Genetic ancestry influences treatment outcomes for patients with acute lymphoblastic leukemia (ALL) and is independently associated with a poor prognosis, according to a new study.
“There is a strong genetic basis for racial disparities in ALL survival, which is why biology-driven protocols are needed to eradicate these racial disparities,” says Shawn Lee, MD, of St Jude Children’s Research Hospital in Memphis, Tennessee.
dr. Lee presented these findings at the Society of Hematological Oncology (SOHO) annual meeting.
dr. Lee noted that the distribution of ALL cases worldwide is highly unbalanced, with most cases in South Asia, Southeast Asia or Africa.
“Despite this, the vast majority of cases with available genomic data actually come from the US and Europe,” said Dr. Lee. “Although they represent only 10% of cases worldwide, they represent about 60% of genomics worldwide. In this age of personalized medicine, it is hard to justify extrapolating this data from European children to children of other ancestral origins.”
With this in mind, Dr. Lee and colleagues collected data from 2,428 children with ALL from studies conducted in the United States, Singapore, Malaysia, and Guatemala.
The researchers performed RNA sequencing to characterize ALL molecular subtypes and genetic ancestors. They then looked at associations between genetic ancestry and subtypes, as well as associations between genetic ancestry, subtypes and outcomes.
Most patients in the cohort (n=1128) were classified as Caucasian, meaning they had more than 90% European ancestry. There were 520 patients classified as Hispanic. These patients had more than 10% Native American ancestry, and their Native American ancestry had to be greater than their African ancestry.
There were 232 patients classified as East Asian (>90% East Asian descent), 69 classified as Southeast Asian (>70% Southeast Asian descent), and 162 patients with “other” Asian descent. There were 199 patients classified as black, meaning they had more than 70% African ancestry, and 118 patients were classified as “other” American ancestry.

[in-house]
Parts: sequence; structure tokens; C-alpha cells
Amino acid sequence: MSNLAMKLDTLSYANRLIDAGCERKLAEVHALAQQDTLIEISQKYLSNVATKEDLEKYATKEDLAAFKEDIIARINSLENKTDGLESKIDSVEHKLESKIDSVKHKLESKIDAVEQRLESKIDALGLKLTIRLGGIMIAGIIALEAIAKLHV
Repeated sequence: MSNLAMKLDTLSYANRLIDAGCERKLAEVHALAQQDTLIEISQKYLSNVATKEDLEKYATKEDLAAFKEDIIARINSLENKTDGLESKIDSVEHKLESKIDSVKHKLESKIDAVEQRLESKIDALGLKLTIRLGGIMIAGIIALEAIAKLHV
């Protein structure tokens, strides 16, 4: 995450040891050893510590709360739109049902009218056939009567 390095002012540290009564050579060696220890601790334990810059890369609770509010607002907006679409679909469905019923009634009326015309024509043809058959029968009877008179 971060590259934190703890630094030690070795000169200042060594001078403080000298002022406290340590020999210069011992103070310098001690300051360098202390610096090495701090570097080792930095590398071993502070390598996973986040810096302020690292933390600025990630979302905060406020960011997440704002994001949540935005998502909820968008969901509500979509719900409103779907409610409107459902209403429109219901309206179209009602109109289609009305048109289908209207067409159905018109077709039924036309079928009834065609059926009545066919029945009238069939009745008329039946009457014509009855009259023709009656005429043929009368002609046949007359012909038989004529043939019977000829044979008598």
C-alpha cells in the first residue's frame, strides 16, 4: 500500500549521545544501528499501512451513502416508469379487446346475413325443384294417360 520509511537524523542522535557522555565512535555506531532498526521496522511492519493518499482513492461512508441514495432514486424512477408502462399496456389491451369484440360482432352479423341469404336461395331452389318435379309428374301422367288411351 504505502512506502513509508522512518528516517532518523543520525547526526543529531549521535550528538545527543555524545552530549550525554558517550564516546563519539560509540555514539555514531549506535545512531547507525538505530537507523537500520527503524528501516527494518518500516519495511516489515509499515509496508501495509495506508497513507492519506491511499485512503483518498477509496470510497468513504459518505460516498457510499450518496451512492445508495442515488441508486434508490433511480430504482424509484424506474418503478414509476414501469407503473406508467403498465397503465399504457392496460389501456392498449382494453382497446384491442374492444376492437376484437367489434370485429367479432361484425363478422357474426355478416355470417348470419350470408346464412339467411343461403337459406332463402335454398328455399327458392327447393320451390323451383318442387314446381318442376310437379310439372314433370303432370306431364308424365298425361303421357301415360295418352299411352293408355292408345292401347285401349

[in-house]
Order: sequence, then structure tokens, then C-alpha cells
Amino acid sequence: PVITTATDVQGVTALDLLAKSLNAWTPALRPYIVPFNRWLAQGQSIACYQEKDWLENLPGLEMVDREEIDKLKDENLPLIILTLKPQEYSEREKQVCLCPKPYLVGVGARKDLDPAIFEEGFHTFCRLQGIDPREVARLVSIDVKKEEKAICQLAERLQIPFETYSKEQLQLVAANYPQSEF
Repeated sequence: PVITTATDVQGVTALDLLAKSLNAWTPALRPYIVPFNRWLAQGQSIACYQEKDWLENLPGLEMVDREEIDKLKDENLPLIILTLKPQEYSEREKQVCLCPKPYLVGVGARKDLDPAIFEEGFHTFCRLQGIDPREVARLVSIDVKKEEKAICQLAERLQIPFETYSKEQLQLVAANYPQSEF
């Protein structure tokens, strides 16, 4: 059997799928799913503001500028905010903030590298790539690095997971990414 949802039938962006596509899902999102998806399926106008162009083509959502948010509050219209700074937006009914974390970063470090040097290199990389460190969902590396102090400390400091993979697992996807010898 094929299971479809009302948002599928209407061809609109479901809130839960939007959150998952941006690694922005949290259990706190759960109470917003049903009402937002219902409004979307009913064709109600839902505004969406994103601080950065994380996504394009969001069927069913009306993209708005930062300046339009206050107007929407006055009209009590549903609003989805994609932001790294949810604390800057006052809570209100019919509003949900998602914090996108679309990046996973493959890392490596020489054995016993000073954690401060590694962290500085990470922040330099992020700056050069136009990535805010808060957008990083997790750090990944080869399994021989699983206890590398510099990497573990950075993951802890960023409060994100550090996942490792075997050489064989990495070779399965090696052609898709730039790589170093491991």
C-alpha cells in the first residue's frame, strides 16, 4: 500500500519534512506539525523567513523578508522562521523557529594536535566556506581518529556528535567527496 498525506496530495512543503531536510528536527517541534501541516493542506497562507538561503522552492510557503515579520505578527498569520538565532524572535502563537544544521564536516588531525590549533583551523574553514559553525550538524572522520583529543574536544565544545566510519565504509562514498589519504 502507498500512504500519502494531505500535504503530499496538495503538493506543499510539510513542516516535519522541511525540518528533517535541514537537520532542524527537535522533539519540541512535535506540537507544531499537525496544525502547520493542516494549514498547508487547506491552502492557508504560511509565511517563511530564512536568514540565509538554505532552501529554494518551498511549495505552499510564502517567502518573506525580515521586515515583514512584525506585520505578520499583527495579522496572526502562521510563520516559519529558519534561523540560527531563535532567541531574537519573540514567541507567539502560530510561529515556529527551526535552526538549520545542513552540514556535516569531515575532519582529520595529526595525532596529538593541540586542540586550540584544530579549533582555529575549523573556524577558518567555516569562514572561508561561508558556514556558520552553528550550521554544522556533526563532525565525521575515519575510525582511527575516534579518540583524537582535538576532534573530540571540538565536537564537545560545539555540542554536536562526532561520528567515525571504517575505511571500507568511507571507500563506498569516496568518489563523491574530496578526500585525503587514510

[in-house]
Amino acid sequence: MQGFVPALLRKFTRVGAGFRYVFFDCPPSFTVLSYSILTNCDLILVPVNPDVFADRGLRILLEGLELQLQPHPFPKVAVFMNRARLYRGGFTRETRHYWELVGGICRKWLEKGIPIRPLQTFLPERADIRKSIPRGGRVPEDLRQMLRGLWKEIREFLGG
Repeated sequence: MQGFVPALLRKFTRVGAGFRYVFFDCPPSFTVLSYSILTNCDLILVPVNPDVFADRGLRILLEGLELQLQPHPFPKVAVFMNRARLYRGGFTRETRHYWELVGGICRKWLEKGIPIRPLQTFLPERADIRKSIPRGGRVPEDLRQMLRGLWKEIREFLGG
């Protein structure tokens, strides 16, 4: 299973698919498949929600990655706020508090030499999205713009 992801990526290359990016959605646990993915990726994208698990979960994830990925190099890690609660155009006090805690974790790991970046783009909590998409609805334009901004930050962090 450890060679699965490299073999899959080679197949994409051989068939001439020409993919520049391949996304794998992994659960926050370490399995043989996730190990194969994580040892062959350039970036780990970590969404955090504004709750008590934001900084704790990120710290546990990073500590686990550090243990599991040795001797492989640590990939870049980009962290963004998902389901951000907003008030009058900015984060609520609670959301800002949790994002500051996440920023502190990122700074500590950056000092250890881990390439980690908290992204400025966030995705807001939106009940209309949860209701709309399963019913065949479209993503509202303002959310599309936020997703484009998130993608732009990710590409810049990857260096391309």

Ancestry and molecular subtype
“We identified striking differences in subtypes between different ancestors,” said Dr. Lee.
Native American ancestry was positively associated with CRLF2 rearrangements (P < .001), TCF3-PBX1 fusions (P = .003), and B-ALL (P < .001) but associated with protection against hyperdiploid ALL (P = .001) , T-ALL (P < .001) and ETV6-RUNX1 fusions (P < .001).
African ancestry was positively associated with TCF3-PBX1 fusions (P < .001), MEF2D rearrangements (P = .019) and T-ALL (P = .002) but negatively associated with DUX4 rearrangements (P = .025) and hyperdiploid ALL (P < .001).
East Asian ancestry was positively associated with ZNF384 (P < .001) and DUX4 rearrangements (P < .001), TCF3-PBX1 fusions (P = .029) and PAX5 changes (P = .019). It was negatively associated with T-ALL (P < .001), CRLF2 rearrangements (P = .052) and BCR-ABL1-like ALL (P = .004).
Southeast Asian ancestry was positively associated with DUX4 rearrangements (P = .040) and negatively associated with hyperdiploid ALL (P = .026).
Results by ancestors
Relapse and survival outcomes differed significantly by genetics, even after the researchers adapted to the treatment protocol.
“We found that ancestors actually influence the results of therapy, even with current, modern treatment,” said Dr. Lee.
Event-free survival (EFS) and overall survival (OS) were best for South Asian patients and worst for Hispanic patients. The 5-year EFS rates were 94.6% for South Asian, 91% for White, 88% for other US, 86% for East Asian, 81.7% for Other Asian, 80.7% for Black and 72.1% for Hispanic patients (P = .017).
The 5-year OS rates were 98.2% for South Asian, 95.5% for Caucasian, 95% for other US, 94.7% for East Asian, 90.1% for other Asian, 89% for black and 82.3% for Hispanic patients (P = .050).
The relapse rate was lowest for patients with “other American ancestry” and highest for Hispanic patients. The 5-year cumulative incidence of relapse was 3.3% for other American, 3.7% for South Asian, 5.6% for Caucasian, 12.4% for East Asian, 14.6% for Black, 14.7% for other Asian and 22.8% for Hispanic patients (P=.015).
The researchers also found that the results were influenced by the percentage of genetic ancestry as a continuous variable.
Native American ancestry was associated with poor EFS (hazard ratio) [HR], 2.5; 95% CI, 1.0-5.9; P = 0.044) and OS (HR 3.3; 95% CI 1.1-10.0; P = 0.033).
African ancestry was associated with poor EFS (HR 2.3; 95% CI 1.4-3.8; P = 0.001), poor OS (HR 2.4; 95% CI 1.2-4.7; P = 0.012) and a higher relapse rate (HR 2.7; 95% CI 1.5-5.0; P = .002).
These associations with poor prognosis persisted even after the researchers adjusted for biological subtypes and clinical features.
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Lee S, Antillon F, Pei D, et al. The impact of genetic ancestry on the biology and prognosis of childhood acute lymphoblastic leukemia. Paper presented at: Society of Hematological Oncology (SOHO) Annual Meeting; September 8-11, 2021.